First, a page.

The MDI Biological Laboratory has received a $75,000 donation grant from The Cotswold Foundation that will add the African turquoise killifish (Nothobranchius furzeri) to its growing roster of animal models, thus strengthening the institution’s longstanding tradition of engaging in comparative research to gain an understanding of the mechanisms involved in aging and regeneration.
Scientists at the MDI Biological Laboratory, in collaboration with scientists from the Buck Institute forResearch on Aging in Novato, Calif., and Nanjing University in China, have identified synergistic cellular pathways for longevity that amplify lifespan fivefold in C. elegans, a nematode worm used as a model in aging research.
Members of the MDI Biological Laboratory faculty and staff are quoted in this Ellsworth American article on a public meeting about an aquaculture lease in Frenchman Bay.
The MDI Biological Laboratory in Bar Harbor added Janis Coates to its board of trustees. Coates is executive director of Island Readers & Writers in Southwest Harbor.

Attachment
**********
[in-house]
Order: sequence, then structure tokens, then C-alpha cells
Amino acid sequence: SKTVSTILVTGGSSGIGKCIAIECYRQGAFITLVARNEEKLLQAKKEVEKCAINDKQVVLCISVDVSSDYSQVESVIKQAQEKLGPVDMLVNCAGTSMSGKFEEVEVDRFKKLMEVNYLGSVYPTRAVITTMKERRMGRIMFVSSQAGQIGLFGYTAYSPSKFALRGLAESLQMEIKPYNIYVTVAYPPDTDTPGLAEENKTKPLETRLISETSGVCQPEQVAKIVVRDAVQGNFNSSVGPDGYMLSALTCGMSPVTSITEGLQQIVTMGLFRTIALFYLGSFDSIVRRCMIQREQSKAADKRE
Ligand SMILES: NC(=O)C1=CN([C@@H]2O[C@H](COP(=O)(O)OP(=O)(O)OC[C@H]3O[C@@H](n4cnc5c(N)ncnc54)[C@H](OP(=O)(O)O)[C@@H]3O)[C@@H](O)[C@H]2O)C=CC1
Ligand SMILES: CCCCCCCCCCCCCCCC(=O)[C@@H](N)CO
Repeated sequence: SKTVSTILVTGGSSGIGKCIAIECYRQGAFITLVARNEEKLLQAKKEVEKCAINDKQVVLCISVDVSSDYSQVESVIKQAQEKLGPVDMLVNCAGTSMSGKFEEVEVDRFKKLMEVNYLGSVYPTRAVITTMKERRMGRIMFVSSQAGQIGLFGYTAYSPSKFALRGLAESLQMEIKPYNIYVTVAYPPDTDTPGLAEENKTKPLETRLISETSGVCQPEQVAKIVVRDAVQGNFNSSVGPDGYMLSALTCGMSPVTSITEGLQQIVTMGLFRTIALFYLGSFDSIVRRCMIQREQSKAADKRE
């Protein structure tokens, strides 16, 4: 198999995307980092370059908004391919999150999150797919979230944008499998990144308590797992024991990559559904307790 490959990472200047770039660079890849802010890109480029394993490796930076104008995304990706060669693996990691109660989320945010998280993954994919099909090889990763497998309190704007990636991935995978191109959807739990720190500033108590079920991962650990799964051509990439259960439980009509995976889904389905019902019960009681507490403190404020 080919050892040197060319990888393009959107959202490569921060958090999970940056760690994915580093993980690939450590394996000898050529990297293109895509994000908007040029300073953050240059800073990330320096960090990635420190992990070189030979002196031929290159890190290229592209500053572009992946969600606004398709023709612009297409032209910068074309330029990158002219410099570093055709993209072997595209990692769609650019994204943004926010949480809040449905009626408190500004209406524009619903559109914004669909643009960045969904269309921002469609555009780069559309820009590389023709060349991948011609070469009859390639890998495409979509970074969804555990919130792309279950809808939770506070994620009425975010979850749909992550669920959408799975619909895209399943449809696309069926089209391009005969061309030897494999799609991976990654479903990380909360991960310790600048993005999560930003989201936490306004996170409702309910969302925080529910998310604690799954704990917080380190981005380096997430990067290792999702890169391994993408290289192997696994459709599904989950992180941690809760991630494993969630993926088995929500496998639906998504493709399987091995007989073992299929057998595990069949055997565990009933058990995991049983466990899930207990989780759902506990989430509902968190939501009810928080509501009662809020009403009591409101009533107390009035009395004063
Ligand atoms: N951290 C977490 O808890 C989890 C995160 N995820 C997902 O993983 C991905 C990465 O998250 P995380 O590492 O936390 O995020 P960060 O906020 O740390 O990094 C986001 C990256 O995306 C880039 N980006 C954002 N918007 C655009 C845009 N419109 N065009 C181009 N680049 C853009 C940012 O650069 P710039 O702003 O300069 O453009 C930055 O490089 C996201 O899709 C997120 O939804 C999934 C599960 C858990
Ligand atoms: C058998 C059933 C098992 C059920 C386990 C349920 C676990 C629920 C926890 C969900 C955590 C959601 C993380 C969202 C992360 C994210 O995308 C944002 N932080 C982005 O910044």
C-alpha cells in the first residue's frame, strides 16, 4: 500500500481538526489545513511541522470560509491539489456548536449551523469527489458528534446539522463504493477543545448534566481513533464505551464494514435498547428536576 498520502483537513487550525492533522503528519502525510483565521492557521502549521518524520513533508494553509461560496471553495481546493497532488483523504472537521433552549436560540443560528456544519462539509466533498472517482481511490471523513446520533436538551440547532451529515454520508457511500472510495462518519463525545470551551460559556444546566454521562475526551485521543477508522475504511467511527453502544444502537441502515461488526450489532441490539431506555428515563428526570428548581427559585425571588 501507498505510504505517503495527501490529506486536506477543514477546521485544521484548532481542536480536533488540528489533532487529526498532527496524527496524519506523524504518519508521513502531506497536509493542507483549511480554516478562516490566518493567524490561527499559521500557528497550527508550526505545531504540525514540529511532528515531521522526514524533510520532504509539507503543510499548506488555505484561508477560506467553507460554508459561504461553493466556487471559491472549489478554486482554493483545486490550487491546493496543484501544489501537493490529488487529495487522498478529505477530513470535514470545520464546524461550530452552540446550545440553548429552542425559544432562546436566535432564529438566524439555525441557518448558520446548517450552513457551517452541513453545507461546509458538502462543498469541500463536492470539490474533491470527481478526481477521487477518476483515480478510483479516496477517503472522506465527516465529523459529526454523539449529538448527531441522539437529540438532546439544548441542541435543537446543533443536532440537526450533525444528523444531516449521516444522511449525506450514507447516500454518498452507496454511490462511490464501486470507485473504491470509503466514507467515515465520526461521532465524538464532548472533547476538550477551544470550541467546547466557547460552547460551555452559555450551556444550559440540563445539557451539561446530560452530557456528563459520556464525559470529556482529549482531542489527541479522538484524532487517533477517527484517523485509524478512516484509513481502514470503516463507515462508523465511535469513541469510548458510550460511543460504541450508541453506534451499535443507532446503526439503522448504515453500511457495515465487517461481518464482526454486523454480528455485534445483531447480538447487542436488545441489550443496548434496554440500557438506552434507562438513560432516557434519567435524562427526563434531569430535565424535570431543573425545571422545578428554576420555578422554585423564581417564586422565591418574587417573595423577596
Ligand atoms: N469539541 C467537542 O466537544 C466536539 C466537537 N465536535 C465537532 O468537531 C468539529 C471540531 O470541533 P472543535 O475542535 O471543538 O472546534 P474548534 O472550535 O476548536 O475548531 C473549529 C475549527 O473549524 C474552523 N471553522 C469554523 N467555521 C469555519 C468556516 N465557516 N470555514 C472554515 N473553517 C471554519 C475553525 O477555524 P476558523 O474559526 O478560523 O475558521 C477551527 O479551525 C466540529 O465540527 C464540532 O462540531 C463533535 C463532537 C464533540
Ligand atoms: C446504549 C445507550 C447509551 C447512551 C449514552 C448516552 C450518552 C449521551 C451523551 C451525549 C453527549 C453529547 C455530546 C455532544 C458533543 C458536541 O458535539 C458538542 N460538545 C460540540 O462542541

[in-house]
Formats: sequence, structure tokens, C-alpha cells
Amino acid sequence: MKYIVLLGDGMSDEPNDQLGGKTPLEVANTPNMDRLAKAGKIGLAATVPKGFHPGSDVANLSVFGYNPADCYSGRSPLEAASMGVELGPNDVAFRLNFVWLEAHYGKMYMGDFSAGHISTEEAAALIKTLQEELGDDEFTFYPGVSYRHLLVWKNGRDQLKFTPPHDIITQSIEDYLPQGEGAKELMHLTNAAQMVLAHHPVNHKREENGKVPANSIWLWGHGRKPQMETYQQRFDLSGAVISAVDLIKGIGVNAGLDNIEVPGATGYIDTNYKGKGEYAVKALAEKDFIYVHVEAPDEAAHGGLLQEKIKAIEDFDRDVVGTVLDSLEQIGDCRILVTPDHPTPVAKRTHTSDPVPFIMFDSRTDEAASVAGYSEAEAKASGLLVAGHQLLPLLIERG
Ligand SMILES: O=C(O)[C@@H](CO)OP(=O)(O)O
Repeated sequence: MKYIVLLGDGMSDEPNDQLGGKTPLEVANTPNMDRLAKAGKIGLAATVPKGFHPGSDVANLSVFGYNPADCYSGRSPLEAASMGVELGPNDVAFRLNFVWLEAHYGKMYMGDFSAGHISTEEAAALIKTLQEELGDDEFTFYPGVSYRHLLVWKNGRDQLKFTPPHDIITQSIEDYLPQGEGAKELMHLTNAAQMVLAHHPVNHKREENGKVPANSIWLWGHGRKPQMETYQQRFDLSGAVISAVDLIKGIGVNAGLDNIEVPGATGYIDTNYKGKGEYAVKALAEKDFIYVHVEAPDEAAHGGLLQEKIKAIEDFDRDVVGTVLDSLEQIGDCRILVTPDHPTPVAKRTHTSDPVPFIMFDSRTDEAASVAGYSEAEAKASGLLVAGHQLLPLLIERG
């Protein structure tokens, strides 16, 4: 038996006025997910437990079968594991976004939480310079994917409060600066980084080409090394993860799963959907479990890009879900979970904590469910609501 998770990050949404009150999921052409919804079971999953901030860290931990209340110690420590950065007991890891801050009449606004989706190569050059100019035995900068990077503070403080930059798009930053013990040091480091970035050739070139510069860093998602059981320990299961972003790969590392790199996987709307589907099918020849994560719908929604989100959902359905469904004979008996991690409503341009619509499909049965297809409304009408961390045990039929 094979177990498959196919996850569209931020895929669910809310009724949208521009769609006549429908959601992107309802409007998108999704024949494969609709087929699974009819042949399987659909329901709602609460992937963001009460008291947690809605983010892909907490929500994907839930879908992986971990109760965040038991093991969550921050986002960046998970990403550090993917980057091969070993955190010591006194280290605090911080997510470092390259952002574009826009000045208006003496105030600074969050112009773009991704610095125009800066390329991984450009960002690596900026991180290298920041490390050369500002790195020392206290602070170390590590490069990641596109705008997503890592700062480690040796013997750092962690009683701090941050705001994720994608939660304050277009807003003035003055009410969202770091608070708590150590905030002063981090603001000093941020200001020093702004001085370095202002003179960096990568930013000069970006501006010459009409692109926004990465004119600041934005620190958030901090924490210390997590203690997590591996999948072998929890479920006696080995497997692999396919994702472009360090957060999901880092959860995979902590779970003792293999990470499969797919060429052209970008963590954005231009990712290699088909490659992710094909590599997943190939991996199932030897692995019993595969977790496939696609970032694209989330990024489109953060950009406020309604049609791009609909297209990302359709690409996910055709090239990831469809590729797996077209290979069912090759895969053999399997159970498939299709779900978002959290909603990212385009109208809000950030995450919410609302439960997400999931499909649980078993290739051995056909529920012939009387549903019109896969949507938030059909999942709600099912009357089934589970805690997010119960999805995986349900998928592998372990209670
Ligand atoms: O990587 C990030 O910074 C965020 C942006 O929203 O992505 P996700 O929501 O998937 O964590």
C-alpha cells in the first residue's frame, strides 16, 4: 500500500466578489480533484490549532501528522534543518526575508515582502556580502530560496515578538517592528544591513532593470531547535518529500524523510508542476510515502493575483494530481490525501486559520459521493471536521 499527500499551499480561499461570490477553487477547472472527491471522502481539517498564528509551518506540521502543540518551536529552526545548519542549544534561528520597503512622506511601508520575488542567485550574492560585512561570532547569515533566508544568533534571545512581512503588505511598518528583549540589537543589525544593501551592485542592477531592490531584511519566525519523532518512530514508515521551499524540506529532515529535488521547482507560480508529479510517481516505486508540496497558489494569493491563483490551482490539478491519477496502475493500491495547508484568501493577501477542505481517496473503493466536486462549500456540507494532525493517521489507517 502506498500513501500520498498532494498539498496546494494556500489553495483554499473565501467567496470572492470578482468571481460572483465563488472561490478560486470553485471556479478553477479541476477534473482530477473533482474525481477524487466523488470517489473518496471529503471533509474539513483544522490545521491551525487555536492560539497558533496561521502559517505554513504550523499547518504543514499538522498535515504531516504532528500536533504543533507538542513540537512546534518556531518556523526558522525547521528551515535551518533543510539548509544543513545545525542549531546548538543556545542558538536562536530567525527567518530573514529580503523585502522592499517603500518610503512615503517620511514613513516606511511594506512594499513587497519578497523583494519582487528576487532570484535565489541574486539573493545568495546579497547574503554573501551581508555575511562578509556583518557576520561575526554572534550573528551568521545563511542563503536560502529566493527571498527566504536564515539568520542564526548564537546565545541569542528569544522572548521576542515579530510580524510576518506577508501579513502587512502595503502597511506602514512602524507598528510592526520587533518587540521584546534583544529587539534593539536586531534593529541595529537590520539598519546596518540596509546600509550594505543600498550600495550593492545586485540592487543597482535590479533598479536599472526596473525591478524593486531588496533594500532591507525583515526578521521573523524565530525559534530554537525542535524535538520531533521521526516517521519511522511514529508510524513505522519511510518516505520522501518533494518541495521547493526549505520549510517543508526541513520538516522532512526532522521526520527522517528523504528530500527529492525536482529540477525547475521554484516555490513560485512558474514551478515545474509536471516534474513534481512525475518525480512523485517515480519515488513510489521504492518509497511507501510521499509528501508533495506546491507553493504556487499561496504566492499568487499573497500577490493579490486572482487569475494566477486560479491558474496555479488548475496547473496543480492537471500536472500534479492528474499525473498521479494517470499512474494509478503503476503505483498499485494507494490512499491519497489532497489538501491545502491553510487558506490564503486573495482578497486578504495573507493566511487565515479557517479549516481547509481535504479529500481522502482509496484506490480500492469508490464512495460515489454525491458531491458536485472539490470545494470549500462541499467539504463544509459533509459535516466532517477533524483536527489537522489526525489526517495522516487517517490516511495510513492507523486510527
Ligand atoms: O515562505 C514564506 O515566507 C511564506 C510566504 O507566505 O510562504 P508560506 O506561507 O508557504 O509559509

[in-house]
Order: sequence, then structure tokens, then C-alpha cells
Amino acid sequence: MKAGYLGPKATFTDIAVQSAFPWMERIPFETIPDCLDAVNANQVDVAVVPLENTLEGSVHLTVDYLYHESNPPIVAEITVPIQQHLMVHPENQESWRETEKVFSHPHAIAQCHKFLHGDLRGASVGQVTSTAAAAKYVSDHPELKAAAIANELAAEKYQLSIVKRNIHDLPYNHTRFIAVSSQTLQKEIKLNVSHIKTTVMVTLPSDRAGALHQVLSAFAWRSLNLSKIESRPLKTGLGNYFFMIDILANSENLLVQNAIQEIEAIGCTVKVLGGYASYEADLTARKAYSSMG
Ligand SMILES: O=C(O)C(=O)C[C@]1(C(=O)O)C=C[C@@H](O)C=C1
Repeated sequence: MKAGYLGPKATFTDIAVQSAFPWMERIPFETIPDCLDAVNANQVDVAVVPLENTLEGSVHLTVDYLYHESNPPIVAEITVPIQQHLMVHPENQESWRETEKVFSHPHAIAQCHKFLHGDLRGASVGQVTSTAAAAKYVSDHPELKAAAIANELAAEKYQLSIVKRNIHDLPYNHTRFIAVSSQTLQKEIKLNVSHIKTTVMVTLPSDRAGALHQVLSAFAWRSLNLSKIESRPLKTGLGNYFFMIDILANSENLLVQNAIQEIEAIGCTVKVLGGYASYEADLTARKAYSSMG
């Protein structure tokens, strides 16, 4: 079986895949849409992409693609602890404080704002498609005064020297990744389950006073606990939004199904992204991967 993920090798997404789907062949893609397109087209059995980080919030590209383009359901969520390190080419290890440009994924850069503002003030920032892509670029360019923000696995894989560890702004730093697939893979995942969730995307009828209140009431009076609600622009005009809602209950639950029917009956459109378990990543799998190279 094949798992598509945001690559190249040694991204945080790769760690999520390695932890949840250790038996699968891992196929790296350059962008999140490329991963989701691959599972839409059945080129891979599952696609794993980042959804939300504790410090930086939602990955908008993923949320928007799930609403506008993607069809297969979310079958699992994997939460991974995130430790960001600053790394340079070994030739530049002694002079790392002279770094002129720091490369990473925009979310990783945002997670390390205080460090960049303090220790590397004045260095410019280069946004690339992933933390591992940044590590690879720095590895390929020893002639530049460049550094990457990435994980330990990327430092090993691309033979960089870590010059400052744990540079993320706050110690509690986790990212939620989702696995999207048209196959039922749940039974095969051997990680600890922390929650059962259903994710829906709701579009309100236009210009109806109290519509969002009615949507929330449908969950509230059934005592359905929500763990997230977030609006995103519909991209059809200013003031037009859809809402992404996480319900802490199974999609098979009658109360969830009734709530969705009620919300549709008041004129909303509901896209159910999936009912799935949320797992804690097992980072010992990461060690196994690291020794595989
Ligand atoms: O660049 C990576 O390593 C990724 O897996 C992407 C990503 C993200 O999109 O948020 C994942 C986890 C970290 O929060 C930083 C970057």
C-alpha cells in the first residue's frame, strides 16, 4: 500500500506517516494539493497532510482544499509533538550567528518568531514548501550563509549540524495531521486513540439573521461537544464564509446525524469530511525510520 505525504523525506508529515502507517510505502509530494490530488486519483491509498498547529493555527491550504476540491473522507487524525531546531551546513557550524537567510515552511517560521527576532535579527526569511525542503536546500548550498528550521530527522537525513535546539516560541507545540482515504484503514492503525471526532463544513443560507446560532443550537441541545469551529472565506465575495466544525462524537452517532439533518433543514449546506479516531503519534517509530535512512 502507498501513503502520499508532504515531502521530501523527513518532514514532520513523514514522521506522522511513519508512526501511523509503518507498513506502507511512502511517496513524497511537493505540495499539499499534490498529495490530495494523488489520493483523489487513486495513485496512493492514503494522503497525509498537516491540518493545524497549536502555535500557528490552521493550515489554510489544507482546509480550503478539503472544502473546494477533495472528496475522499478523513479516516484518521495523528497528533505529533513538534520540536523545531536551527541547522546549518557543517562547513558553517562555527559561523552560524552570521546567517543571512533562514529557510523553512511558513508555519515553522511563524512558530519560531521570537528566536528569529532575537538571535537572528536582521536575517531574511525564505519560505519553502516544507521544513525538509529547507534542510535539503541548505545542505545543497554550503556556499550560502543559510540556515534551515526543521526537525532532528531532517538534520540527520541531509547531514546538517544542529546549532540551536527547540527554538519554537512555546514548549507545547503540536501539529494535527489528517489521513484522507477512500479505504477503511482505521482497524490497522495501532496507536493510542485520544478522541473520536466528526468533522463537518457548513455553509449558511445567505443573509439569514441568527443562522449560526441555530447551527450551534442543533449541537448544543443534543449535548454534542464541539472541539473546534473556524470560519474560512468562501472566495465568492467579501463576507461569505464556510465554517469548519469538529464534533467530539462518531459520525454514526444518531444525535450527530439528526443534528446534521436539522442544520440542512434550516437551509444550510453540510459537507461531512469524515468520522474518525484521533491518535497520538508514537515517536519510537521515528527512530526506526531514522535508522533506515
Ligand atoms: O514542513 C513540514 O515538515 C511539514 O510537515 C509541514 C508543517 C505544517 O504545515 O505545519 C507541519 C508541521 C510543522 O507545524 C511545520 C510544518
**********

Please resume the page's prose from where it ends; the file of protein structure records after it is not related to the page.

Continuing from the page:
A few simple genetic changes is all it takes to prolong a worm’s life span by 500 percent, a new study has found.
Scientists have identified synergistic cellular pathways for longevity that amplify lifespan fivefold in C. elegans, a nematode worm used as a model in aging research. The increase in lifespan would be the equivalent of a human living for 400 or 500 years, according to one of the scientists.
The study of therapies and interventions to expand healthy human lifespan has been limited by a lack of animal models: traditional vertebrate models such as the mouse live too long to get rapid results, while the most popular model, a roundworm called C.elegans that lives for only three weeks, is rungs away from humans on the evolutionary ladder.
Thanks to a $75,000 grant from The Cotswold Foundation, the MDI Biological Laboratory will add the African turquoise killifish (Nothobranchius furzeri) to its growing roster of animal models.